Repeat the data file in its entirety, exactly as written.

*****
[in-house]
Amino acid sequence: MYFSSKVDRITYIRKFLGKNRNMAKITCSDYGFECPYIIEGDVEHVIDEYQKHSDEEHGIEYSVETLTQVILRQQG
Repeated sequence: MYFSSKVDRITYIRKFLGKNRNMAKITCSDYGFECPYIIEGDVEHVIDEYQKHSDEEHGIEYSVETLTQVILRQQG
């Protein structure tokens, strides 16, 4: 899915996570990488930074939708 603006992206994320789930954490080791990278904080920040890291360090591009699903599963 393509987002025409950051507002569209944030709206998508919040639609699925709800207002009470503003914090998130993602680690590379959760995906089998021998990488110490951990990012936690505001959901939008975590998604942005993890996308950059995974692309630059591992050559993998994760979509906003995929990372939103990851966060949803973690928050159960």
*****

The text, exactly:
[in-house]
Amino acid sequence: MYFSSKVDRITYIRKFLGKNRNMAKITCSDYGFECPYIIEGDVEHVIDEYQKHSDEEHGIEYSVETLTQVILRQQG
Repeated sequence: MYFSSKVDRITYIRKFLGKNRNMAKITCSDYGFECPYIIEGDVEHVIDEYQKHSDEEHGIEYSVETLTQVILRQQG
């Protein structure tokens, strides 16, 4: 899915996570990488930074939708 603006992206994320789930954490080791990278904080920040890291360090591009699903599963 393509987002025409950051507002569209944030709206998508919040639609699925709800207002009470503003914090998130993602680690590379959760995906089998021998990488110490951990990012936690505001959901939008975590998604942005993890996308950059995974692309630059591992050559993998994760979509906003995929990372939103990851966060949803973690928050159960």